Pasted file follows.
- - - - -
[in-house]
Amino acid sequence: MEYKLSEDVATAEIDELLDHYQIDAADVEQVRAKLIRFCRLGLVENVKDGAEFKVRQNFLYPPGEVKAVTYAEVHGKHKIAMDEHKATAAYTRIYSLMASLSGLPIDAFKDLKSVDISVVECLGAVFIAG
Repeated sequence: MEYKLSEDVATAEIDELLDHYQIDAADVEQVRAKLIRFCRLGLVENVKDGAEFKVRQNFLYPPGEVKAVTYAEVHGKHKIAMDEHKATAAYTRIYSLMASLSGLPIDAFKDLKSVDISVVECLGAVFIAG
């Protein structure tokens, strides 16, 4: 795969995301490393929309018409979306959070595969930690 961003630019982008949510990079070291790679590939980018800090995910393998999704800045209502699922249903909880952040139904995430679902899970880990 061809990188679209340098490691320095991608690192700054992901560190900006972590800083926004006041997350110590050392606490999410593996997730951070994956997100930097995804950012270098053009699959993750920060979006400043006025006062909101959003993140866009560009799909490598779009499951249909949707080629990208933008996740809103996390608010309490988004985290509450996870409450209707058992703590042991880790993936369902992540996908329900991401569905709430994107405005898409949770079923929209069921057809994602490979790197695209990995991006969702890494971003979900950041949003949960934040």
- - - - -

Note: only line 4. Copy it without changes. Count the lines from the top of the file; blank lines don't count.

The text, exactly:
């Protein structure tokens, strides 16, 4: 795969995301490393929309018409979306959070595969930690 961003630019982008949510990079070291790679590939980018800090995910393998999704800045209502699922249903909880952040139904995430679902899970880990 061809990188679209340098490691320095991608690192700054992901560190900006972590800083926004006041997350110590050392606490999410593996997730951070994956997100930097995804950012270098053009699959993750920060979006400043006025006062909101959003993140866009560009799909490598779009499951249909949707080629990208933008996740809103996390608010309490988004985290509450996870409450209707058992703590042991880790993936369902992540996908329900991401569905709430994107405005898409949770079923929209069921057809994602490979790197695209990995991006969702890494971003979900950041949003949960934040």